June 02, 2020

As U.S. shifts inward, S.Korea talks going nuclear
Non-interventionist, protectionist trends in U.S. leave Seoul thinking deterrence

You may never have heard of Chung Mong-jun, though it is a name you should probably remember. Chung is the son of the late Chung Ju-yung (the founder of Hyundai). Chung the younger is a prominent member of the ruling Saenuri Party in South Korea, a former supporter of the late Roh Moo-hyun and generally a pro-corporate pragmatist. He has served as a member of the National Assembly since the late 1980s. He was also the mastermind behind South Korea’s successful bid for the 2002 World Cup that it cohosted with Japan. He is now probably the leading advocate of a movement on the right for South Korea to leave the Nuclear Non-Proliferation Treaty (NPT) and develop an independent nuclear deterrent.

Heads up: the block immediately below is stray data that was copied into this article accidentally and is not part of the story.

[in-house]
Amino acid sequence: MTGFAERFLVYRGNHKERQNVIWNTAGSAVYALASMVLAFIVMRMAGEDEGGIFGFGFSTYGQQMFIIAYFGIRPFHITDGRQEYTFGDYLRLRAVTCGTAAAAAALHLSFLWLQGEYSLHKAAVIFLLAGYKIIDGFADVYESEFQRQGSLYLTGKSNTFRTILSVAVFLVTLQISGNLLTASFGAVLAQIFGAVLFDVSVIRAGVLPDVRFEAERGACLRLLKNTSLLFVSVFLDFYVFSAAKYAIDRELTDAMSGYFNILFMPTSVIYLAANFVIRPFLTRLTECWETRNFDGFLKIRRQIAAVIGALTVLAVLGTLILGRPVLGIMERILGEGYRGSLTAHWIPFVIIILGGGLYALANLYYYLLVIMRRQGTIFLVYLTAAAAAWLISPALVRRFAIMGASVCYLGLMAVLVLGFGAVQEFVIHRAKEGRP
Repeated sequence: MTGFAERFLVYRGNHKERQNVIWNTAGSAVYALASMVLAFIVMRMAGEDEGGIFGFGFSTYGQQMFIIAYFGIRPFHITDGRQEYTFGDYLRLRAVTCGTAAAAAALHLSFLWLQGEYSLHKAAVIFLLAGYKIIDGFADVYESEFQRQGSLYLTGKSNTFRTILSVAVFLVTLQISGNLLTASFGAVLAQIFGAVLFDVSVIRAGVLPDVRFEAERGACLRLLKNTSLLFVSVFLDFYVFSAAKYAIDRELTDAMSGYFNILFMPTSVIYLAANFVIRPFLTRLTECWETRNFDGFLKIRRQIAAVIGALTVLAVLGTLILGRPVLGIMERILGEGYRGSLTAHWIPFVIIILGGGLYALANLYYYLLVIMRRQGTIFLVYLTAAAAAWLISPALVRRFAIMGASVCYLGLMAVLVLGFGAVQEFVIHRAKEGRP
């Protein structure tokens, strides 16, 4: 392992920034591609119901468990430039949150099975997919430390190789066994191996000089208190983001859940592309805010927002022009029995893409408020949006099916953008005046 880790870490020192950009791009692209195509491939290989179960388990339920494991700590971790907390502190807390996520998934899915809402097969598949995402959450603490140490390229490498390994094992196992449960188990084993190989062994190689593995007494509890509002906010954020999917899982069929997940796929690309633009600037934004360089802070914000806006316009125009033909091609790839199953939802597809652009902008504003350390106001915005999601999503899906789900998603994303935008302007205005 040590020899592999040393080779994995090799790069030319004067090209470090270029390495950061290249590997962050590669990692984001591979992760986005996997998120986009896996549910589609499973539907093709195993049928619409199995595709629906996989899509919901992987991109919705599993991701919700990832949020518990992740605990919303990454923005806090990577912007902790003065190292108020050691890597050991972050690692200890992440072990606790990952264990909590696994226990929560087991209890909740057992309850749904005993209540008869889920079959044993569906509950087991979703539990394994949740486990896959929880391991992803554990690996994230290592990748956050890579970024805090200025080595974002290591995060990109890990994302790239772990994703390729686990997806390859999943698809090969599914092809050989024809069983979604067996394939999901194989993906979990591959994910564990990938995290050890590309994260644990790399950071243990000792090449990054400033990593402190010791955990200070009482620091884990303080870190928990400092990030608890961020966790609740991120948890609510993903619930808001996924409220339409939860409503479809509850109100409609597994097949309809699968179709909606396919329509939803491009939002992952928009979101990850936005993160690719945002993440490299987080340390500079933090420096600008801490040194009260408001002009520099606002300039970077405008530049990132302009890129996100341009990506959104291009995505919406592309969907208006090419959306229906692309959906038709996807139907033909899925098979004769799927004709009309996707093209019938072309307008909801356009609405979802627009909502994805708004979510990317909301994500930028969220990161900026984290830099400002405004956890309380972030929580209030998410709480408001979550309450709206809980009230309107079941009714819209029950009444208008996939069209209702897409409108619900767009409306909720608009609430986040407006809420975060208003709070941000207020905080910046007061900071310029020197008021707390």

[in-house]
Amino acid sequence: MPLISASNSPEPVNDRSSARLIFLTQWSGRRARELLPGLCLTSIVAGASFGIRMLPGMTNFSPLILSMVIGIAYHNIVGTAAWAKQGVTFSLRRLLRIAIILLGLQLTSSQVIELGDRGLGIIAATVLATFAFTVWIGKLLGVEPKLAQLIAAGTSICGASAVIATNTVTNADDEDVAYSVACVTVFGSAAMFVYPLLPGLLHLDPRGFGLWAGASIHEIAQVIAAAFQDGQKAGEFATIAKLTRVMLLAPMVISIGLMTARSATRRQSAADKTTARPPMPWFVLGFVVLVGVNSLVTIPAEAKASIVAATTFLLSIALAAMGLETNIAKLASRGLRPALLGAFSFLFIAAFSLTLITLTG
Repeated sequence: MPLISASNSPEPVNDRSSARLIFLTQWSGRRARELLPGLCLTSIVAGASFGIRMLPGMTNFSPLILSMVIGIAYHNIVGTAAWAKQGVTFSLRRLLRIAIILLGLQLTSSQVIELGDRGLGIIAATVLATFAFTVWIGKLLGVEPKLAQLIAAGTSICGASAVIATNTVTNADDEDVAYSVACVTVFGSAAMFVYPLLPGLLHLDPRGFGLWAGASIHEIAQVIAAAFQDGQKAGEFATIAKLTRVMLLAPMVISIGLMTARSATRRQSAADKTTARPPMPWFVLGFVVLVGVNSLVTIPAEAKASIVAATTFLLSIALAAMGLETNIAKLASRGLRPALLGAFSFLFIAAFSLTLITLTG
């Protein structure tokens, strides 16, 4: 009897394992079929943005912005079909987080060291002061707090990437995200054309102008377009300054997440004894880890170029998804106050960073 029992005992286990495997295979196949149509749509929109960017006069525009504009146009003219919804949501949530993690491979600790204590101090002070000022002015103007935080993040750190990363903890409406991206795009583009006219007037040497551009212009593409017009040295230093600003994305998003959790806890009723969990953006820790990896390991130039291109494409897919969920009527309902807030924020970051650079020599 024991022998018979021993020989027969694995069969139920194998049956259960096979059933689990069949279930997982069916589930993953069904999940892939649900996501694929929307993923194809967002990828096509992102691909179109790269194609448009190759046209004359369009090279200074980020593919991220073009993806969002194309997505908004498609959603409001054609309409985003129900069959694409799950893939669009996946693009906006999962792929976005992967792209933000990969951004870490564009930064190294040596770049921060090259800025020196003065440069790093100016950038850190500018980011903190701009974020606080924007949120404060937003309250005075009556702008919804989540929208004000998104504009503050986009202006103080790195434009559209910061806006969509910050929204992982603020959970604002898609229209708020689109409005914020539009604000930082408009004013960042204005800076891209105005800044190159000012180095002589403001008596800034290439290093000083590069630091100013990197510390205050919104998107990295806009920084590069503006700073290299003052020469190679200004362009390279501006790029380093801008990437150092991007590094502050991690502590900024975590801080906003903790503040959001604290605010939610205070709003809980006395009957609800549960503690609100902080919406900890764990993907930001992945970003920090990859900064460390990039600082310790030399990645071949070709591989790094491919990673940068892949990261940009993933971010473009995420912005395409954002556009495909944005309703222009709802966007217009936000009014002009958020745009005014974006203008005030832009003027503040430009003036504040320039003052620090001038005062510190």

He is no quiet advocate either: Just this morning another article appeared in the leading right-wing daily, Chosun Ilbo, citing his blog in which he says: “We have done all we can with North Korea and China, and accepted as much as we can. Now is the time to find an alternative … I am not suggesting we immediately leave the NPT, what I am saying is that we explain to the outside world how the NPT system has failed to stop North Korea’s nuclear development, and how we put in place policies that allow us to exercise our rights.” Chung is no fringe right-wing activist; he is a top member of the ruling party.